• Bush Threatens Farm Bill Veto: Opposes Public Nutrition, Biofuel and Land Stewardship Programs

    WASHINGTON, Jan 30 (Reuters) - President George W. Bush opposes raising taxes to pay for increases in several programs in the new U.S. farm law, the top U.S. agriculture official said on Wednesday, as he underscored crafting a new farm bill as his top priority while in office. Agriculture Secretary Ed Schafer, in his first sit-down with reporters since he was confirmed on Monday, said President Bush has told him now is the time to act on farm policy. >> Read the Full Article
  • African, Asian crops 'to be hit hard by climate change'

    [NEW DELHI] Crops in South Asia and Southern Africa are likely to be worst hit by climate change and need greater investment in agriculture development and adaptation strategies, say US scientists. The conclusions, reported today (1 February) in Science, are based on an analysis of climate risks for crops in 12 food-insecure regions. >> Read the Full Article
  • Food Markets Getting Greener, More Sensual

    Consumers are asking the food industry: "What are all these weird ingredients that I can't pronounce doing in my salad dressing? And why is the dressing in a nonrecyclable bottle? And why is grocery shopping such a drag?" Americans concerned for their health, the environment and where their food comes from are changing the way they eat. And a yearning for more sensory stimulation is changing the way they shop. In response, manufacturers are changing the way they do business. >> Read the Full Article
  • Green Power, Energy & Corporate Transformation

    Some already established companies are proving to be particularly adept change artists, capitalizing on the green and clean tech trends to craft and carry out corporate strategies that transform their organizations from the top-down and from the bottom-up. Many are found in Europe, where new EU laws and regulation are establishing new ground rules for the energy and power industries. >> Read the Full Article
  • Brazil unable to curb Amazon destruction

    BRASILIA (Reuters) - Brazil's government is unwilling and unable to halt destruction in the Amazon rainforest despite emergency measures it announced last week to curb rising deforestation, environmental experts say. High commodity prices and increased land use elsewhere in Brazil are driving ranchers and farmers deeper into the Amazon in search of cheap land, environmentalists say. >> Read the Full Article
  • China's crops badly damaged by icy storms

    BEIJING (Reuters) - China's Agriculture Ministry said on Wednesday that the unusually harsh winter had dealt a serious blow to the country's wheat and vegetable crops and warned that damage could rise because of persistent cold. The ministry said in a statement on its Web site that 103 million mu of farm crops had been hurt by the freak weather, which has plagued southern, central and eastern China over the past week. >> Read the Full Article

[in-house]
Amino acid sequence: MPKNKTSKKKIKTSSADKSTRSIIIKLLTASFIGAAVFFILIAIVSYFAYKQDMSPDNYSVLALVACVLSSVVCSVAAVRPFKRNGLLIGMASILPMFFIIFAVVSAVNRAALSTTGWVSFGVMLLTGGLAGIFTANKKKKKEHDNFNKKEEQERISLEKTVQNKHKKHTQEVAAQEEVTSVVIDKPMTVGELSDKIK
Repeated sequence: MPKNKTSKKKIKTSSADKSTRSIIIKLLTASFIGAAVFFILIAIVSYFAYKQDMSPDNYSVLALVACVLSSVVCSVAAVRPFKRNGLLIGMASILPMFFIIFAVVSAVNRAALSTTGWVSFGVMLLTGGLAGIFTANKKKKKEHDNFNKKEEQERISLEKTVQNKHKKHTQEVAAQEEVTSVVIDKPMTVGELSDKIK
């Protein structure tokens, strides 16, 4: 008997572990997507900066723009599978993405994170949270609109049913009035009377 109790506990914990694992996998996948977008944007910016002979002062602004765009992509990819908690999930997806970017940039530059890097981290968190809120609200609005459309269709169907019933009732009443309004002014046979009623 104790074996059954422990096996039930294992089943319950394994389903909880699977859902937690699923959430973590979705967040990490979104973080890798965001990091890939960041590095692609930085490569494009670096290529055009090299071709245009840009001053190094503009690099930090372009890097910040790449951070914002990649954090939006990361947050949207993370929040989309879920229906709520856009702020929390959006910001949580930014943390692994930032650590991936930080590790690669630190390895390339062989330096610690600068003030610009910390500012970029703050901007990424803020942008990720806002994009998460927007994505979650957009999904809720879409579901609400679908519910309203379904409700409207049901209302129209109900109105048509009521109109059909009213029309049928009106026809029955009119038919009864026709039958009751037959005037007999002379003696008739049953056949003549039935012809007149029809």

• Eco-Farm: Seeds of Ignorance: Investigative Journalist Reveals Serious Safety Concerns About GM Food

    Note: For the next few days I'll be reporting from Eco-Farm, the annual conference held by the Ecological Farming Association of California. At Eco-Farm, some 1,400-1,500 organic farmers, Big Organic marketers, and sundry sustainable-ag enthusiasts pack into a rustic, beautiful seaside conference hall an hour-and-a-half south of San Francisco to talk farming amid the dunes. >> Read the Full Article
  • U.N. aid chief worried by food inflation, weather

    BRUSSELS (Reuters) - Rising food prices and extreme weather are sparking more humanitarian disasters around the world, the United Nations' top official for emergency relief warned on Tuesday. Fourteen out of 15 U.N. "flash appeals" for help last year were a response to devastation caused by droughts, floods and hurricanes, U.N. Undersecretary-General for Humanitarian Affairs and Emergency Relief Coordinator John Holmes said. >> Read the Full Article
  • As Supplies Dry Up, Growers Pass on Farming and Sell Water

    The shortages this season among the most intense of the last decade are already shooting water prices skyward in many areas, and Los Angeles-area cities are begging for water and coaxing farmers to let their fields go to dust. "It just makes dollars and sense right now," said Bruce Rolen, a third-generation farmer in Northern California's lush Sacramento Valley. "There's more economic advantage to fallowing than raising a crop." >> Read the Full Article
  • Seed-Savers and Greens Unite to Challenge Monsanto's Latest Cash Cow

    For years, candy makers and other industrial food manufacturers refused to use genetically modified sugar, fearing a consumer backlash. As a result, Monsanto's Roundup Ready sugar beet -- designed to withstand heavy application of Roundup, Monsanto's herbicide -- has been dead in the water. (Sugar beets, grown in the Midwest and Northwest, account for half of U.S. sugar production; cane, grown mainly in Florida, provides the rest.) >> Read the Full Article